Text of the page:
Today marks two months since heavy fighting broke out in Khartoum and rapidly spread to other areas of Sudan. A surgical team from Médecins Sans Frontières (MSF) working in Bashair Teaching Hospital in Khartoum is seeing the suffering caused by the conflict every day. In five weeks, the team has received over 1,150 patients in the emergency room, 906 of whom have suffered violent trauma.
“The needs are huge and the fighting and violence show no signs of ending,” says Will Harper, MSF Head of Mission in Sudan. “We urgently need to be able to bring in more staff to be able to keep providing lifesaving emergency and surgical care.”
Of the trauma patients received, 395 (34 percent) suffered gunshot wounds, including children younger than five years old. Another 266 (23 percent) suffered blast wounds caused by explosions, for example from shelling or airstrikes.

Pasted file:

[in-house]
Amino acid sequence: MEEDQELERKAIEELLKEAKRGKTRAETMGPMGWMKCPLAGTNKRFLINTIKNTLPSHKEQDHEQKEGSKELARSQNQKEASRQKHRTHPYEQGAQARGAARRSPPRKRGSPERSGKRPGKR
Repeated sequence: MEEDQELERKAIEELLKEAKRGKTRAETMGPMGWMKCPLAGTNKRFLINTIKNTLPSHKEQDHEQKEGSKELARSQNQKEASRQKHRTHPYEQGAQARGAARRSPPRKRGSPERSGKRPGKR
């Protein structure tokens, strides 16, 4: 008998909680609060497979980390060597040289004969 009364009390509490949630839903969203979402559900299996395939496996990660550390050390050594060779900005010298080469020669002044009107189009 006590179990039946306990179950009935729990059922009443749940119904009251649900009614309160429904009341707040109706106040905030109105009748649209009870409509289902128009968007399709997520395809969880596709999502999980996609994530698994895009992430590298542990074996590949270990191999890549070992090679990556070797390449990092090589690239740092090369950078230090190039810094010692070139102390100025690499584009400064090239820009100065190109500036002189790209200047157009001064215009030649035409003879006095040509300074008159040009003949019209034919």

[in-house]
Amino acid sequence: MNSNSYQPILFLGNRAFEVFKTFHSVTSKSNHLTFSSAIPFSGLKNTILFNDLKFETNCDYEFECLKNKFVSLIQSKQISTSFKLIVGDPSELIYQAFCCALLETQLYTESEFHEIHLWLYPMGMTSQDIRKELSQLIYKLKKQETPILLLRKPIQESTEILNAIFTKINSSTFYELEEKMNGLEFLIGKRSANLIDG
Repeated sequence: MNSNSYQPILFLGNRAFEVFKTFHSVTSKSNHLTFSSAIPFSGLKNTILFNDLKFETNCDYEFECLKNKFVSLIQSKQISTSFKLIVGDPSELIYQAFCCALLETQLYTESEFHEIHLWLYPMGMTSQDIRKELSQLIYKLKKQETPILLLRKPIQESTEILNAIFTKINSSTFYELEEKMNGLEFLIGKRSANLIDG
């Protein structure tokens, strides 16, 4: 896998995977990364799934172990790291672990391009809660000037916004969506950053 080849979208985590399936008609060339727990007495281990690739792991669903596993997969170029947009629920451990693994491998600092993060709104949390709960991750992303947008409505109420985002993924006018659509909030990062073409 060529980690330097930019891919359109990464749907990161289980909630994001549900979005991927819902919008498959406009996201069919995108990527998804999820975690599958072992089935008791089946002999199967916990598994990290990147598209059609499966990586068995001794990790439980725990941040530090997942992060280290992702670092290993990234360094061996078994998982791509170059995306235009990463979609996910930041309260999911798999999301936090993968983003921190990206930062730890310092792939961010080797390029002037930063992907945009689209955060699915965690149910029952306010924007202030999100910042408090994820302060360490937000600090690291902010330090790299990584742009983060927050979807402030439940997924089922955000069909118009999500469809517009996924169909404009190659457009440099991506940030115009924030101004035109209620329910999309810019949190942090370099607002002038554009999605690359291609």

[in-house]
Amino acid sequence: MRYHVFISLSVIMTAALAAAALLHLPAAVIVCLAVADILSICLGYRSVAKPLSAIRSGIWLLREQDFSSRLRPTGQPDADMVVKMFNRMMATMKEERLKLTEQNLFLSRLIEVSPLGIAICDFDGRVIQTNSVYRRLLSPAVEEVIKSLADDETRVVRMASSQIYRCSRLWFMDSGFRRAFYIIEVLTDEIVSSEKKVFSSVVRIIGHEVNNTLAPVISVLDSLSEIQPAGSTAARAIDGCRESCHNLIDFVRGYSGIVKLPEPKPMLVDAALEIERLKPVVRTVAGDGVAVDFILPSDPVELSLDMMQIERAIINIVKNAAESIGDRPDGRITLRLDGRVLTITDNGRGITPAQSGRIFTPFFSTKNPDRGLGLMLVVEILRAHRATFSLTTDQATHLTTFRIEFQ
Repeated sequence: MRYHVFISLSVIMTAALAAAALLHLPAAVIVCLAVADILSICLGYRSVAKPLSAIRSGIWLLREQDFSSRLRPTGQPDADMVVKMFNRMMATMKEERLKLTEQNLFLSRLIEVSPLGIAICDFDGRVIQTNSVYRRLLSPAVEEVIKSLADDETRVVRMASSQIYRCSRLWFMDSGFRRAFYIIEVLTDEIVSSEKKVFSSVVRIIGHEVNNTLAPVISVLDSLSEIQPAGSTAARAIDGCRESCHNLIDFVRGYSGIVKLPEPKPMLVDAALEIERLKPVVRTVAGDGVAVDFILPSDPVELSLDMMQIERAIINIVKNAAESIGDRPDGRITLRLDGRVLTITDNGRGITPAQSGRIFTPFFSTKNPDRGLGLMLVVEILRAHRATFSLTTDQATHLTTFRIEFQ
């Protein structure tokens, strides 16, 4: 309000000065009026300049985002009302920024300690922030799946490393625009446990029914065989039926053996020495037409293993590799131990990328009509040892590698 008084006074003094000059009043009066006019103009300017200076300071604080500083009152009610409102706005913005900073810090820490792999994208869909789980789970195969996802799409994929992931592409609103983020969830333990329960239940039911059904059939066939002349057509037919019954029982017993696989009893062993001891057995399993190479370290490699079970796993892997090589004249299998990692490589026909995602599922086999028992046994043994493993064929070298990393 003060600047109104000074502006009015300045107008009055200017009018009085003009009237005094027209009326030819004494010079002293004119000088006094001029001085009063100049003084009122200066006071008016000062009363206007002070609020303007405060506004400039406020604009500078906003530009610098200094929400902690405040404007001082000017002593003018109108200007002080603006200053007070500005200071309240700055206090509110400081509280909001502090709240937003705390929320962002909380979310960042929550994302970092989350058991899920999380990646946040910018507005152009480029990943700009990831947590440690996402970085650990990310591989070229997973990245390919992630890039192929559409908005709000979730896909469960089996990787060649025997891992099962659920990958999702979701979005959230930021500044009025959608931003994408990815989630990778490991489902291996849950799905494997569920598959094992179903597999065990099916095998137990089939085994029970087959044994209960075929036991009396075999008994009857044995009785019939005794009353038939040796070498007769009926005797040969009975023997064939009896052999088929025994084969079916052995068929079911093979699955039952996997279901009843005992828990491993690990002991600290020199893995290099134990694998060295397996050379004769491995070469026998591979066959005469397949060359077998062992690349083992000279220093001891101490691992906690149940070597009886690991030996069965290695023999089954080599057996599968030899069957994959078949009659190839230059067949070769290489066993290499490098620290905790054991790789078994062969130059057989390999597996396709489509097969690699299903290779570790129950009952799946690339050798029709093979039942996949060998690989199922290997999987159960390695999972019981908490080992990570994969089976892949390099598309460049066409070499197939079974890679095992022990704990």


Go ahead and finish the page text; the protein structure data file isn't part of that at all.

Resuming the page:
As well as heavy fighting, areas of Khartoum are experiencing a rise in violence associated with crime and lawlessness: 183 (16 percent) patients were admitted with stab wounds and another 62 (five percent) were victims of assault.
Over a period of five weeks, teams in the hospital performed 379 surgical procedures. Eight percent of patients undergoing surgery were children under the age of 15. MSF has recently set up a dedicated paediatric trauma ward to provide specialised care.
MSF works in 11 states in Sudan, including in Khartoum and in Darfur. In Khartoum, we provide surgical care in two hospitals continues to support several other hospitals in the city as well as in other parts of the country.